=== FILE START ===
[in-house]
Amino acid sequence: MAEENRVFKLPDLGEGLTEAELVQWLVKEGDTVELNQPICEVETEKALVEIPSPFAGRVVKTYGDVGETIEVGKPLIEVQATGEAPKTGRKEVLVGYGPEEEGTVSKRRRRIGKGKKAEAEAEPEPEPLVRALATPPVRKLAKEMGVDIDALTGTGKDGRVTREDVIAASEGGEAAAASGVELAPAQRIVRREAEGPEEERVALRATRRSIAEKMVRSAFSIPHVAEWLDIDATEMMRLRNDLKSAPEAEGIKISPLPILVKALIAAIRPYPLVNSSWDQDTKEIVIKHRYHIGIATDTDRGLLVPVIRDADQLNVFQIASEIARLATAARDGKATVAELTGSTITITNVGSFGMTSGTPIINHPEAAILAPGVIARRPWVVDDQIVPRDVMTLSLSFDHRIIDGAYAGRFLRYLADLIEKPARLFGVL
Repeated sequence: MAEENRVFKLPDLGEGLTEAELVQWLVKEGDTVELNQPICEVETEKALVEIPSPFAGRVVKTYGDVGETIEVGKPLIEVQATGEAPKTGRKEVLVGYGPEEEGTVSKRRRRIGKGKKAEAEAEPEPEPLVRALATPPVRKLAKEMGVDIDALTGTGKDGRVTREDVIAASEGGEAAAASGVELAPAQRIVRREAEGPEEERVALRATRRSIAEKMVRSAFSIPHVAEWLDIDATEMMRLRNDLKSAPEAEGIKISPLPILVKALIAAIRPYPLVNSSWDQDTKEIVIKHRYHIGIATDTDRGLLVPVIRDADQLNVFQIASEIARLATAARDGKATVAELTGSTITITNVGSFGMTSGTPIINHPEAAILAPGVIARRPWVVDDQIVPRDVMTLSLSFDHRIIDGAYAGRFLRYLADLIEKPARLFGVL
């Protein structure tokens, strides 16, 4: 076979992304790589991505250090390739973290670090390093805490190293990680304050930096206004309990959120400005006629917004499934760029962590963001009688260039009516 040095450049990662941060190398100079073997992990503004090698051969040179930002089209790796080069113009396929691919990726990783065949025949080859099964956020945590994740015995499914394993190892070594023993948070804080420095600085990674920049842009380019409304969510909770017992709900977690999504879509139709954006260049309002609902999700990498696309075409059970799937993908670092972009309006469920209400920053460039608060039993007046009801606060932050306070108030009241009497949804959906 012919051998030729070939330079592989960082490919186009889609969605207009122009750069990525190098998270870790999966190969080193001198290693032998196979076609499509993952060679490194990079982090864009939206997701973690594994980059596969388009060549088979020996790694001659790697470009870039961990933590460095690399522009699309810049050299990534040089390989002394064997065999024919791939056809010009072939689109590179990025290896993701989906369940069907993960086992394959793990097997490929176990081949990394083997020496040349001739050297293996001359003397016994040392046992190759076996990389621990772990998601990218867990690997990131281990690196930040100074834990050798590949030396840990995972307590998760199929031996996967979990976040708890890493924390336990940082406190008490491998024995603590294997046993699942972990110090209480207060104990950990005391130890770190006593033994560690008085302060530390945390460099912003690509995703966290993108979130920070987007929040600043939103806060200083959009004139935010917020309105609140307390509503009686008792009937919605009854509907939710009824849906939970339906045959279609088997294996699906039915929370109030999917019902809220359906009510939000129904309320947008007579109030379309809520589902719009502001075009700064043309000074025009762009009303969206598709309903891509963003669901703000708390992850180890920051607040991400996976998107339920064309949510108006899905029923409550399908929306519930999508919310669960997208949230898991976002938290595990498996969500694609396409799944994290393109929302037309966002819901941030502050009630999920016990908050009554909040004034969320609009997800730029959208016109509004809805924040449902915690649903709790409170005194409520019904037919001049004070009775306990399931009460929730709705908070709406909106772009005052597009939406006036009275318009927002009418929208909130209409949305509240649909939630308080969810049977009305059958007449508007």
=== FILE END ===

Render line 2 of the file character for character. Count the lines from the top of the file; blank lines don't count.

Amino acid sequence: MAEENRVFKLPDLGEGLTEAELVQWLVKEGDTVELNQPICEVETEKALVEIPSPFAGRVVKTYGDVGETIEVGKPLIEVQATGEAPKTGRKEVLVGYGPEEEGTVSKRRRRIGKGKKAEAEAEPEPEPLVRALATPPVRKLAKEMGVDIDALTGTGKDGRVTREDVIAASEGGEAAAASGVELAPAQRIVRREAEGPEEERVALRATRRSIAEKMVRSAFSIPHVAEWLDIDATEMMRLRNDLKSAPEAEGIKISPLPILVKALIAAIRPYPLVNSSWDQDTKEIVIKHRYHIGIATDTDRGLLVPVIRDADQLNVFQIASEIARLATAARDGKATVAELTGSTITITNVGSFGMTSGTPIINHPEAAILAPGVIARRPWVVDDQIVPRDVMTLSLSFDHRIIDGAYAGRFLRYLADLIEKPARLFGVL